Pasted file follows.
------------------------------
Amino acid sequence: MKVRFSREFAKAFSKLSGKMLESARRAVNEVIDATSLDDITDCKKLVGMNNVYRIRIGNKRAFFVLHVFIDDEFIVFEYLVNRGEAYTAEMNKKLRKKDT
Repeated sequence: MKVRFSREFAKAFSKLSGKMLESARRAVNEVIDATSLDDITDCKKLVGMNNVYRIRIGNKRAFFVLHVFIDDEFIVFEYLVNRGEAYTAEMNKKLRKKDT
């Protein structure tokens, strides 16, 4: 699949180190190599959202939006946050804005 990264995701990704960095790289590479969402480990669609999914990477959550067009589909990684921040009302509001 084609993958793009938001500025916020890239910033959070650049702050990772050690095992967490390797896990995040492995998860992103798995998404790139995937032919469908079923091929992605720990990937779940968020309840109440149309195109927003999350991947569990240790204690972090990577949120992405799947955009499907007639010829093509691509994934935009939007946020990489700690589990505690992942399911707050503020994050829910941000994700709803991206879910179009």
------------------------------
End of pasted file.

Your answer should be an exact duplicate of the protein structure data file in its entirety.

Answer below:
Amino acid sequence: MKVRFSREFAKAFSKLSGKMLESARRAVNEVIDATSLDDITDCKKLVGMNNVYRIRIGNKRAFFVLHVFIDDEFIVFEYLVNRGEAYTAEMNKKLRKKDT
Repeated sequence: MKVRFSREFAKAFSKLSGKMLESARRAVNEVIDATSLDDITDCKKLVGMNNVYRIRIGNKRAFFVLHVFIDDEFIVFEYLVNRGEAYTAEMNKKLRKKDT
């Protein structure tokens, strides 16, 4: 699949180190190599959202939006946050804005 990264995701990704960095790289590479969402480990669609999914990477959550067009589909990684921040009302509001 084609993958793009938001500025916020890239910033959070650049702050990772050690095992967490390797896990995040492995998860992103798995998404790139995937032919469908079923091929992605720990990937779940968020309840109440149309195109927003999350991947569990240790204690972090990577949120992405799947955009499907007639010829093509691509994934935009939007946020990489700690589990505690992942399911707050503020994050829910941000994700709803991206879910179009």